Doctor Who, Story 29: The Tenth Planet
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As a special bonus, there are the Cybermen. Don't be fooled as I was by the still photos which gave them a cheesy appearance. They don't appear terrifying at all until you see them in action. The lip action and voice characterization are nothing less than chilling. I first saw the Cybermen in "Revenge" then later in "Earthshock" and "Attack" and found them scary enough then. Now that I've seen "Tenth" I realize that they actually got less and less scary as time went on, which makes this one the scariest ever.
The reconstruction of the unfortunately missing final episode is surprisingly and absolutely brilliant. The audio track is complete and there are stills that refresh every couple of seconds. The only times that I was reminded that it was a reconstruction was when lines of text would scroll across the bottom of the screen to depict what was happening or when brief clips of actual film would delightfully appear. And the regeneration scene is complete. So there is not much that is missing after all.
Bottom line, get this one.
It's Polly! She, Ben and the Doctor just landed in the TARDIS, and decided to explore. In short order, soldiers appear from a hatch and take our trio down into the buried base. They're at the South Pole Base of International Space Command, and the suspicious C.O., General Cutler, doesn't buy their story of landing in "a sort of spaceship".
However, the General has more to worry about. The Doctor informs him that a 10th planet has appeared. Not only is its gravitational pull affecting Zeus IV, but it is draining the power from the capsule, endangering the astronauts.
Before you can say "cyber-bully", three robot-like aliens infiltrate and take over the base. Their leader, Krail, explains that the new planet is Mondas, their home. "Eons ago, our planets were twins. We drifted away from you on a journey to the edge of space. Now we have returned.... We are called Cybermen.... We were exactly like you once, but our cybernetic scientists realized that our race was getting weak."
The news only gets worse, as Krail continues: "The energy of Mondas is nearly exhausted and now returns to its twin and will gather energy from Earth... until it is all gone.... Everything on Earth will stop." But never fear, the cybermen will save some of the humans - to take back to Mondas for conversion into cybermen.
If ever the Doctor was needed to save Earth, this is it.Read more ›
But there are still enough good elements to recommend this video. The early Cybermen are a fascinating creation both on paper and in their conception. Sandra Reid's innovative costumes are quite impressive given DW's limited resources, and the one-time only sing-song voices created by Roy Skelton and Peter Hawkins are decidedly creepy. William Hartnell gives a dignified performance, and while his screentime is limited, he does get off a few choice lines of dialogue.Read more ›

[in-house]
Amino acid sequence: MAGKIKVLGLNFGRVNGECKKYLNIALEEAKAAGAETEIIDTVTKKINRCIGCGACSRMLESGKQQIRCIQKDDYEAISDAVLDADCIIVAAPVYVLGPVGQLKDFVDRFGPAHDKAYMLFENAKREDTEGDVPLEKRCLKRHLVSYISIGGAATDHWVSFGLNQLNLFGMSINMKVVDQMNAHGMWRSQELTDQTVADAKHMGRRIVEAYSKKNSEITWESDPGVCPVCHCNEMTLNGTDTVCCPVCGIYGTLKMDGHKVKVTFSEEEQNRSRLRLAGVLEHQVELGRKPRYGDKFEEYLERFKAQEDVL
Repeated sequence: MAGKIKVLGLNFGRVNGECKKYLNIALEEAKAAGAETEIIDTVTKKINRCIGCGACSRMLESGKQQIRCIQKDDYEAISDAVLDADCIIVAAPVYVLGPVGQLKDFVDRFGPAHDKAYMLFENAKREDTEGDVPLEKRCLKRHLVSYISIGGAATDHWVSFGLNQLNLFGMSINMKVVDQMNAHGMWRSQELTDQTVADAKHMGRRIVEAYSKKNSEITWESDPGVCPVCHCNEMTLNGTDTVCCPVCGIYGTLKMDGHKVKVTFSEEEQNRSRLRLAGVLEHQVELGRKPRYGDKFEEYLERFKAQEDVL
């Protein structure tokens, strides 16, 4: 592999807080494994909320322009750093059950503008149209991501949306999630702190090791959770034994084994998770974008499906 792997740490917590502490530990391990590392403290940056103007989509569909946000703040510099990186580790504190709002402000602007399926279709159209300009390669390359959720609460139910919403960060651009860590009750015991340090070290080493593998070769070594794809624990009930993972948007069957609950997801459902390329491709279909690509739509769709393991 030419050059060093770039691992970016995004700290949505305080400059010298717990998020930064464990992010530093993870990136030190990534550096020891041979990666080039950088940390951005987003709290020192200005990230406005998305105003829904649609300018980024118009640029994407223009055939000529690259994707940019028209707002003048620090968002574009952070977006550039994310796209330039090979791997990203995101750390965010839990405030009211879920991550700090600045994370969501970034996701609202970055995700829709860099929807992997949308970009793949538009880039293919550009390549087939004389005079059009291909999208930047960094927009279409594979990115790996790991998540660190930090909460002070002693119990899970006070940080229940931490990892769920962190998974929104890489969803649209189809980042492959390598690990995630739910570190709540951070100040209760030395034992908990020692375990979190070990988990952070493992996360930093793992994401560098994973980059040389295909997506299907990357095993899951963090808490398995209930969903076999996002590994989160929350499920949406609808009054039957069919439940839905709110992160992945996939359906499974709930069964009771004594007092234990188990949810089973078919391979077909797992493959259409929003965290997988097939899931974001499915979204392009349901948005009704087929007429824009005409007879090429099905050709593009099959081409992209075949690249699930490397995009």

The recent BBC releases of stories featuring William Hartnell, the First Doctor, have been exemplary, and this VHS continues the trend. The first 3 episodes of "Tenth Planet" -- long seen only on dim, bootlegged, Nth generation copies of the original -- are nearly pristine. Episode 4 is reconstructed using existing still photos, the audio track, and a few well-used video effects which serve to add to the pictures, not detract from them. (It's heartening to note that for this story, the "restoration" team did not seek to alter the existing footage by replacing scenes with outtakes, or digitally "correcting" old special effects, as was done with the ill-advised "The Five Doctors -- Special Edition")
The seminal moment here is the First Doctor's death, and subsequent regeneration into another Doctor, another actor. Using 8mm film footage, this video presents the complete regeneration, and it's wonderful to watch. The sequence is an innovative bit of studio-bound 1960s TV direction and is most impressive.
The story itself doesn't hold up perfectly -- it was, after all, made 35 years ago and will come across as archaic, no matter how it's packaged and presented -- but most "Doctor Who" fans should be willing to overlook the inherent flaws and enjoy the story on its own terms.Read more ›
Most Recent Customer Reviews
I was glad that most of the episodes were there but slightly disappointed that the final pivotal one where the Doctor changes bodies was not and is only offered in piecemeal with... Read morePublished 9 days ago by Sara
Any hardcore Dr. Who fan will want to see this episode. It is the last William Hartnell performance and the first appearance of the cybermen. Read morePublished 2 months ago by No BS guy
I've only seen two first Doctor serials, this one, and The Daleks. This is the introduction of the Cybermen, and the first regeneration episode. Read morePublished 6 months ago by AwesomeDude
An excellent finale to the first Doctor's tenure. Even with tin-can suits and masks that look like balaclavas, the casual and unconcerned attitude the Cybermen demonstrate toward... Read morePublished 14 months ago by Squire
FInally have this landmark story. The first Cybermen story, Harnell's farewell, the first Regeneration, Troughton's introduction. Read morePublished 14 months ago by Robert L Przygrodzki
Oh what memories of the BBC back in 1966! Thank heavens the Cybermen were not lost the way other BBC tapes were at that time.Published 14 months ago by michael w
Nice fill in animation for the story. There were more fragments of the last missing story than I had thought. Curious to know where they got those other fragments. Read morePublished 16 months ago by James Geer
William Hartnell's last show. He regenerates into Patrick Troughton at the end of the show. This story is well written and is the first time we see the cybermen and learn about... Read morePublished 16 months ago by Mike Volpe